Their artistic partnership, Mandell said, “made us realize the unbelievable potential of our collaborative dialogue.”

“We had a great time,” Jaster added. Even better, he declared, “We fell in love. And the piece was really wonderful.”

“We decided to get married,” Mandell chimed in. “Our wedding was a big production at our house in Rockville — there were 200 people. And two weeks later we opened our first show together!”

Together ever since

Their first full-fledged collaboration derived from a short work Mandell called “Box Ceremony,” which she described as about “a woman who hesitates, a sort of mermaid character… it was fascinating.” It made Jaster think of the t.s. eliott poem “The Love Song of J. Alfred Prufrock” and the shadow boxes of artist Joseph Cornell. “Prufbox” premiered at the DC Fringe Festival, which meant it had to be a lean and mean production with a load-in and load-out of no more than 15 minutes. With just the two of them, they were able to tour that work easily and nimbly, from the Smithsonian’s National Portrait Gallery to the Essex Museum in Massachusetts, to venues throughout the East Coast and beyond. And it taught them the value of both devised theater and portable sets and costumes, most often crafted from found objects.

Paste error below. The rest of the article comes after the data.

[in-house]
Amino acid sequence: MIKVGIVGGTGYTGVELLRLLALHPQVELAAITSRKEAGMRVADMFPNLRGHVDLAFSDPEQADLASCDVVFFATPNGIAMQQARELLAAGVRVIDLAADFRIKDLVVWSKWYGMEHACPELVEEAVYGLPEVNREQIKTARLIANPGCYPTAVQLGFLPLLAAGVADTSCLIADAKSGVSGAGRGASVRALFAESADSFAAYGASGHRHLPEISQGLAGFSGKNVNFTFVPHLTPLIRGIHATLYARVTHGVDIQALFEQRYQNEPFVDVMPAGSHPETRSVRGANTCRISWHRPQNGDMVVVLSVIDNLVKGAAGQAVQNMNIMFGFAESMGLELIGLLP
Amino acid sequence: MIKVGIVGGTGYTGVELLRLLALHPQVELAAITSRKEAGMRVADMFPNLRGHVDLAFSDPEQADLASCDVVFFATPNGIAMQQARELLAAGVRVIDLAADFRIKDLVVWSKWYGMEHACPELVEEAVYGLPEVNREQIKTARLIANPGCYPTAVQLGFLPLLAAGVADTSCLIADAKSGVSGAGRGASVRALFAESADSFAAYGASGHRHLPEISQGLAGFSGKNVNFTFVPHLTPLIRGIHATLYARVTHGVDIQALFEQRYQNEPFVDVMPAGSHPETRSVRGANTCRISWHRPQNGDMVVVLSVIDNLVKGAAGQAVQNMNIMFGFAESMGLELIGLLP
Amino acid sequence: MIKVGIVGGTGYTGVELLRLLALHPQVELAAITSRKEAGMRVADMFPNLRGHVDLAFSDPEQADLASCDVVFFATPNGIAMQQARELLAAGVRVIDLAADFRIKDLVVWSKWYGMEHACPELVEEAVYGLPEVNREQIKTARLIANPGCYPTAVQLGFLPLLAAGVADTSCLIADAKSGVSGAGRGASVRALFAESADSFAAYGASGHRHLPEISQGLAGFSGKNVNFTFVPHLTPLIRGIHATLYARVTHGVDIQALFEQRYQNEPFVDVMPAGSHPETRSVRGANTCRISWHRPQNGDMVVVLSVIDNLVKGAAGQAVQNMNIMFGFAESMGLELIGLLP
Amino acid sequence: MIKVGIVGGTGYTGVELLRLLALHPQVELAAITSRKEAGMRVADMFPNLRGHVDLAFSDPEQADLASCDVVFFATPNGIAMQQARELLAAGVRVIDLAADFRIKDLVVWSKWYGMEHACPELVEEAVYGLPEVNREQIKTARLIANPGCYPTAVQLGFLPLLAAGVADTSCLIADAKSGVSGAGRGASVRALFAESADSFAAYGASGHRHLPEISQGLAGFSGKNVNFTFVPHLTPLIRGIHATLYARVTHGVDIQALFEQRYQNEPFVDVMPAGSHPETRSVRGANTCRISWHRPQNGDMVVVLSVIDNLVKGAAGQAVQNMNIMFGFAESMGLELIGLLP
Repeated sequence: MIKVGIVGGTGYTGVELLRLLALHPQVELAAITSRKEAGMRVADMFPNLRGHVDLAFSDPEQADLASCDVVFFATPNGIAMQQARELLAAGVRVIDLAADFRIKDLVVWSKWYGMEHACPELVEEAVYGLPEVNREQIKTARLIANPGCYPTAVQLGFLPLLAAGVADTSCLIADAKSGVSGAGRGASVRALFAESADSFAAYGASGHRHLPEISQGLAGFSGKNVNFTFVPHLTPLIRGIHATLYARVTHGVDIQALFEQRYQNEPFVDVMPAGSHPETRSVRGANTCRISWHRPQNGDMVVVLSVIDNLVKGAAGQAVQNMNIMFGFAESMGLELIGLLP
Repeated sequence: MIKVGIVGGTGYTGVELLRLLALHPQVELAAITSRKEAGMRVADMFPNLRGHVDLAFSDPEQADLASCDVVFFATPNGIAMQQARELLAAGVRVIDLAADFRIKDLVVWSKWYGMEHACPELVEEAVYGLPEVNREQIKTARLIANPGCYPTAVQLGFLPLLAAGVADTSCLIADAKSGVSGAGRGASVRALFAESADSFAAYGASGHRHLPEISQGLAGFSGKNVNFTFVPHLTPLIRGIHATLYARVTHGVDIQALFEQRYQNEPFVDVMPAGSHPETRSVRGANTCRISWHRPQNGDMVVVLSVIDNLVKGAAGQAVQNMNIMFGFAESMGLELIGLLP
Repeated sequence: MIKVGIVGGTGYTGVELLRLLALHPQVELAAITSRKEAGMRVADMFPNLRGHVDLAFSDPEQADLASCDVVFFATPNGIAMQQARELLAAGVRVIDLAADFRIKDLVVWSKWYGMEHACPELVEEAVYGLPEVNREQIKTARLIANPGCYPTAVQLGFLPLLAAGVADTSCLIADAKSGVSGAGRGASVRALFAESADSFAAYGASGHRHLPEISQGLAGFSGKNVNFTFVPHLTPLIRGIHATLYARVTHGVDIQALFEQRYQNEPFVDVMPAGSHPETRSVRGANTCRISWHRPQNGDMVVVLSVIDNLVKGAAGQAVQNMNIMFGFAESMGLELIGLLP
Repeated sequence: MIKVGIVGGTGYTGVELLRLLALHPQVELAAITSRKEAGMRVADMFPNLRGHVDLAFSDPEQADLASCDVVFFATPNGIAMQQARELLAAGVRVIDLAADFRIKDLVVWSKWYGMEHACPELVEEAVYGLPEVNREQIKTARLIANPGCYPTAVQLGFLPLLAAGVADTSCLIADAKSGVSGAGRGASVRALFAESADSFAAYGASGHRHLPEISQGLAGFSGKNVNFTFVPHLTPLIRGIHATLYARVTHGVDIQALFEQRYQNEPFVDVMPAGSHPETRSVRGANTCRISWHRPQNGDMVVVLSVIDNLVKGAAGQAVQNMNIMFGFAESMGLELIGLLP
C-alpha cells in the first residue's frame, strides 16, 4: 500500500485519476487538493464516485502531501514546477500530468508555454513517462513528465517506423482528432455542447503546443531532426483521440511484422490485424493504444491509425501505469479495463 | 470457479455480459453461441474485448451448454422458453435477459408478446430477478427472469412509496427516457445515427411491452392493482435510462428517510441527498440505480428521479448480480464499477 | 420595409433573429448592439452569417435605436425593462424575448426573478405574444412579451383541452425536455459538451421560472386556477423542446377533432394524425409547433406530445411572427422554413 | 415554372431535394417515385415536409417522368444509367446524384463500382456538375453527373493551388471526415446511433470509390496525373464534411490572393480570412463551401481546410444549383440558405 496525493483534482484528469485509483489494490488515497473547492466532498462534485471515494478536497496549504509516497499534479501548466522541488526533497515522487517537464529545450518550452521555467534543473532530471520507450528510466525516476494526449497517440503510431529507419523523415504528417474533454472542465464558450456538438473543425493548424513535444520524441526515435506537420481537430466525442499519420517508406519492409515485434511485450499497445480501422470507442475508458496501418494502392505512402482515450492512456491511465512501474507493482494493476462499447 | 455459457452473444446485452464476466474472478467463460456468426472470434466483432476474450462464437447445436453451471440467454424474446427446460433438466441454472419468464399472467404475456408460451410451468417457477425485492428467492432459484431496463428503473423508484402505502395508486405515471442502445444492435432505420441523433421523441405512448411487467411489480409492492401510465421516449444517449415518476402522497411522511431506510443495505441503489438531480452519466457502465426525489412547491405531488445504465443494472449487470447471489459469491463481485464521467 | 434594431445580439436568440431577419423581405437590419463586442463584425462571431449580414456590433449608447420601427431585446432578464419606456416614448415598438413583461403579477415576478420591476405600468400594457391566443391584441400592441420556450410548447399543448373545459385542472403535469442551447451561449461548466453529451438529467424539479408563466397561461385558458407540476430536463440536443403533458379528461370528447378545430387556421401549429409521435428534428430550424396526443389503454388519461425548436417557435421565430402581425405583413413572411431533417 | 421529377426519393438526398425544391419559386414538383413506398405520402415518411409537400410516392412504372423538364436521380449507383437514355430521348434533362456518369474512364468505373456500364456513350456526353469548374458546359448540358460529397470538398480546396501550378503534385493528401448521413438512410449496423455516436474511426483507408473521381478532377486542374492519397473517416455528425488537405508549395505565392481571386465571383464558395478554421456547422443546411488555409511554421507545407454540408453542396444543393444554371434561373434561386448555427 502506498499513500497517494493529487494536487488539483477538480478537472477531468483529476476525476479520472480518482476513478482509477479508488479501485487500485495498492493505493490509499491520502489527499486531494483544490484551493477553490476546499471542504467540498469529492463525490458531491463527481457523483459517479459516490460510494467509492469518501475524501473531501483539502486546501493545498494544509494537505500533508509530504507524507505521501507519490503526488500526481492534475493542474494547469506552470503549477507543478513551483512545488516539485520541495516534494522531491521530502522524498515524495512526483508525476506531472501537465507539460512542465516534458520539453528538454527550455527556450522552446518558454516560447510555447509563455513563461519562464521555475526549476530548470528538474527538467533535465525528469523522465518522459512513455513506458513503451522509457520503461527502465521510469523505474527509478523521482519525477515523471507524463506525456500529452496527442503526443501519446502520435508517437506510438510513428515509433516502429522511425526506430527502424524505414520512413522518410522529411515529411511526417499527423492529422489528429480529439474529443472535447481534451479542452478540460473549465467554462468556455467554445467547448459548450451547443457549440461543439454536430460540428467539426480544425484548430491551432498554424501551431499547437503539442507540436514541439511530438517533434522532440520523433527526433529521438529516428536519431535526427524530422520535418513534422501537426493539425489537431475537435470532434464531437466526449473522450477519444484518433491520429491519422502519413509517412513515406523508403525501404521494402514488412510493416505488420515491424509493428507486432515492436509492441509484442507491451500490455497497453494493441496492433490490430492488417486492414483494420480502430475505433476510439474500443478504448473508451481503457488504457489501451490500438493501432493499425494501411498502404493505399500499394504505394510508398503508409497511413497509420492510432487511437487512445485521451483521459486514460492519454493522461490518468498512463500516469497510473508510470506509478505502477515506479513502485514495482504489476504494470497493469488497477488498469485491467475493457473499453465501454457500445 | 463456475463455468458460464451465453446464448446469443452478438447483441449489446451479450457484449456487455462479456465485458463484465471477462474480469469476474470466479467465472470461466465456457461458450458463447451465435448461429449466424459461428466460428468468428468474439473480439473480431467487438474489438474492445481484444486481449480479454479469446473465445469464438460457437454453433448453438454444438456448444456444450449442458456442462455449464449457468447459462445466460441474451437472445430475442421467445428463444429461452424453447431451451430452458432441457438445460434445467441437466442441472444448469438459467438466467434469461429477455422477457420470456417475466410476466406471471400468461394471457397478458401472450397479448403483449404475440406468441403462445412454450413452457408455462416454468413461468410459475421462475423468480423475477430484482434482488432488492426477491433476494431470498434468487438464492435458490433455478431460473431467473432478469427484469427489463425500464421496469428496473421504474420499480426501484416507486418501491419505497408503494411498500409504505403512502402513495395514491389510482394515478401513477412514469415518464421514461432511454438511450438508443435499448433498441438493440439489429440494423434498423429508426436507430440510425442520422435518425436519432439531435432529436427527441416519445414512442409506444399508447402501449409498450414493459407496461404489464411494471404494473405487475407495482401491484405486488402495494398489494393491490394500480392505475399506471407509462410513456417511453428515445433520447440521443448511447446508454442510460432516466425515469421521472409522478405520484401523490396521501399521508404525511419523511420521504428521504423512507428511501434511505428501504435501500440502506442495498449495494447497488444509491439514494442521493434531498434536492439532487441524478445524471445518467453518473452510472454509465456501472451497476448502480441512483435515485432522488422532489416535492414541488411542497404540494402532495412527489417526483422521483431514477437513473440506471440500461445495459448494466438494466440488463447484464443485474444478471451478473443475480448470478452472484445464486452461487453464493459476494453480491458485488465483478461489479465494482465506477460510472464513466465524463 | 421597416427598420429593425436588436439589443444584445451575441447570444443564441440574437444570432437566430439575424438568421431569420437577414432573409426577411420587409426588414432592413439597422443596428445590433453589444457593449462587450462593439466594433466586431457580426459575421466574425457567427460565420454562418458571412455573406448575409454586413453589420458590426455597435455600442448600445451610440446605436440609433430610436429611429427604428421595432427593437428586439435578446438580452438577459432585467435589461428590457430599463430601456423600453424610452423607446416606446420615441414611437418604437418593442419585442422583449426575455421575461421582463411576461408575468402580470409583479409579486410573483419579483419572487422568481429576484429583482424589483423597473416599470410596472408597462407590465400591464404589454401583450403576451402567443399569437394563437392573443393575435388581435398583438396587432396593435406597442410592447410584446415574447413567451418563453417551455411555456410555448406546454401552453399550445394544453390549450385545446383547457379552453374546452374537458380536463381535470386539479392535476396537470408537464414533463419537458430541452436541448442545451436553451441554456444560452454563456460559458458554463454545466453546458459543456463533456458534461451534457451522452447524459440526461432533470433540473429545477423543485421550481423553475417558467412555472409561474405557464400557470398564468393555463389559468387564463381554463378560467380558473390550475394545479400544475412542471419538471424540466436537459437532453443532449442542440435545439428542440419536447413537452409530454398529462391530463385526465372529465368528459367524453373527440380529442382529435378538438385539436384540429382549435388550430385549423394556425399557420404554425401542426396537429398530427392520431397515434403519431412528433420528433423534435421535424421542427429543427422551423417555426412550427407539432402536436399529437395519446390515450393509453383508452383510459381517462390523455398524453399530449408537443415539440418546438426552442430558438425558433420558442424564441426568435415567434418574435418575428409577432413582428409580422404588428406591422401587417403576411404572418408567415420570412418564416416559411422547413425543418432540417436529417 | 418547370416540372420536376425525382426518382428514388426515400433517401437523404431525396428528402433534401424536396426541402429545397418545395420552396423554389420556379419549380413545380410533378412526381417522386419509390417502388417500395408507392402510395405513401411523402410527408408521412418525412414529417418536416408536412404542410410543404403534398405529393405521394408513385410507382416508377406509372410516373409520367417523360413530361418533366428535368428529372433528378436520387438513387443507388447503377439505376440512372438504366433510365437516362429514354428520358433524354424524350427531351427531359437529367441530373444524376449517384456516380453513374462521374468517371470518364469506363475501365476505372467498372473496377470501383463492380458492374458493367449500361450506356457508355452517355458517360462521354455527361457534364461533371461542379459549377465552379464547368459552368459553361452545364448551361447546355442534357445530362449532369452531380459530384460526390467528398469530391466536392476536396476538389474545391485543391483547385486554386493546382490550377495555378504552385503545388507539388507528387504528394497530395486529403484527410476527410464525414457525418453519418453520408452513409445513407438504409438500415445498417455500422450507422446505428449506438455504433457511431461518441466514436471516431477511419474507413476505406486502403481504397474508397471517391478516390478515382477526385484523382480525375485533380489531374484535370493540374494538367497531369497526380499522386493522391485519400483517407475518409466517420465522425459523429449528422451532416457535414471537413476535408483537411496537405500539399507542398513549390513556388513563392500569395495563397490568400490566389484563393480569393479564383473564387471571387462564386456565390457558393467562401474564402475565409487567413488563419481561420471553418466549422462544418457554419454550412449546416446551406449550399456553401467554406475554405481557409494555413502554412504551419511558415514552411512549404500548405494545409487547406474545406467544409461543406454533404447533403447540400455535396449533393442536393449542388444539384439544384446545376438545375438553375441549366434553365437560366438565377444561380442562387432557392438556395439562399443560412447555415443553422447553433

Mark Jaster and Sabrina Mandell in ‘Prufbox’(2006), ‘Seven Ages of Mime’ (2007), and ‘On the Nose.’ Photos by Tom Kochel, Danisha Crosby, and Bobby Kintz.

Since that first fruitful collaboration, Mandell and Jaster have devised and produced dozens of inventive pieces that are part fractured fairytale, part clown-car-crazy, and ingeniously imaginative takes on the convergence of ancient theatrical techniques and contemporary approaches. As hard as it is to pin down what Happenstance does, it draws on the full range of theater, music, dance, puppetry, drama, and comedy, which recalls — dare we say — prehistoric impulses, while feeling fresh and of the moment. A Happenstance show might feel like what might happen when Aristophanes, a medieval monk, Shakespeare, and Buster Keaton exclaim in a Mickey-and-Judy-moment: “Hey, kids! Let’s put on a show!”

Jaster and Mandell describe what they do this way: “We harvest imagery from the past and re-contextualize in performances that address eternal themes of life, death, and the ephemeral. With the simplest means — movement, silence, theatrical clown, music, text, physical comedy, and beauty — we seek to elevate the moment when the performers and audience meet, to lift the encounter beyond the daily and pedestrian into the realms of dreams, poetry, and art. Meaning is often discovered by happenstance.”

Other performers come aboard